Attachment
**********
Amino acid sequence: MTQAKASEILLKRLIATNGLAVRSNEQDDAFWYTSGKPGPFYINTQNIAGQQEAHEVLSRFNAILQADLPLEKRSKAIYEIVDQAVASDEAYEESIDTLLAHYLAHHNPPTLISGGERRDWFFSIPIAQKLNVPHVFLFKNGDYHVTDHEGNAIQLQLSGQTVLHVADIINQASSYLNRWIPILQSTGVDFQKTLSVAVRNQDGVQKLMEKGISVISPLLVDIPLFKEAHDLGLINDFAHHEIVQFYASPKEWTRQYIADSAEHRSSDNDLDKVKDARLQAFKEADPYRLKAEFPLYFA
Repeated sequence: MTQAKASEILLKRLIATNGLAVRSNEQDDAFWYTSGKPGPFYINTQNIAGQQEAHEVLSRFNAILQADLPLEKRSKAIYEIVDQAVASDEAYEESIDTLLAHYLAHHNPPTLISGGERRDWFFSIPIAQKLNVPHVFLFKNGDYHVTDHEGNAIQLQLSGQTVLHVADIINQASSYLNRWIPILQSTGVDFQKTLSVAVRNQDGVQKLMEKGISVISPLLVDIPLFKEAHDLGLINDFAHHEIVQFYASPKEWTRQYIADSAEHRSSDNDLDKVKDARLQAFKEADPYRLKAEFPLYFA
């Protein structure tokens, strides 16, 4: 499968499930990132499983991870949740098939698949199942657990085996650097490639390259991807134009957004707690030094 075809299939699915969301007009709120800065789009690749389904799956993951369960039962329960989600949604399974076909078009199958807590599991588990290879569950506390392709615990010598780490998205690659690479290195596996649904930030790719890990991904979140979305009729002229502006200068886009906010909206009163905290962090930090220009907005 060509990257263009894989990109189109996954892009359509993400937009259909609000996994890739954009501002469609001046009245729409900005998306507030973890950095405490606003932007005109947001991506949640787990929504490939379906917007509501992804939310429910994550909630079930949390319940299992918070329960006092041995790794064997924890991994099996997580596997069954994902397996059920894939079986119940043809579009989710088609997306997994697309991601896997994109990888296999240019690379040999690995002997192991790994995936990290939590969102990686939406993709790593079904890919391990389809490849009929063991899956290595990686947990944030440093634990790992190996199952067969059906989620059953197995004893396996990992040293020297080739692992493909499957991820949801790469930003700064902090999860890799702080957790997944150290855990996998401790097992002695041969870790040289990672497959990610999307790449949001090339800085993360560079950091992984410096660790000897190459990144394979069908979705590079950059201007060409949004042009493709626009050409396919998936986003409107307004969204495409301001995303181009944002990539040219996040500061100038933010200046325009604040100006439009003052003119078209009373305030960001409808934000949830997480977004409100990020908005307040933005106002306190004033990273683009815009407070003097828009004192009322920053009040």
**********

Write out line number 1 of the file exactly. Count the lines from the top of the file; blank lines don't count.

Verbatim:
Amino acid sequence: MTQAKASEILLKRLIATNGLAVRSNEQDDAFWYTSGKPGPFYINTQNIAGQQEAHEVLSRFNAILQADLPLEKRSKAIYEIVDQAVASDEAYEESIDTLLAHYLAHHNPPTLISGGERRDWFFSIPIAQKLNVPHVFLFKNGDYHVTDHEGNAIQLQLSGQTVLHVADIINQASSYLNRWIPILQSTGVDFQKTLSVAVRNQDGVQKLMEKGISVISPLLVDIPLFKEAHDLGLINDFAHHEIVQFYASPKEWTRQYIADSAEHRSSDNDLDKVKDARLQAFKEADPYRLKAEFPLYFA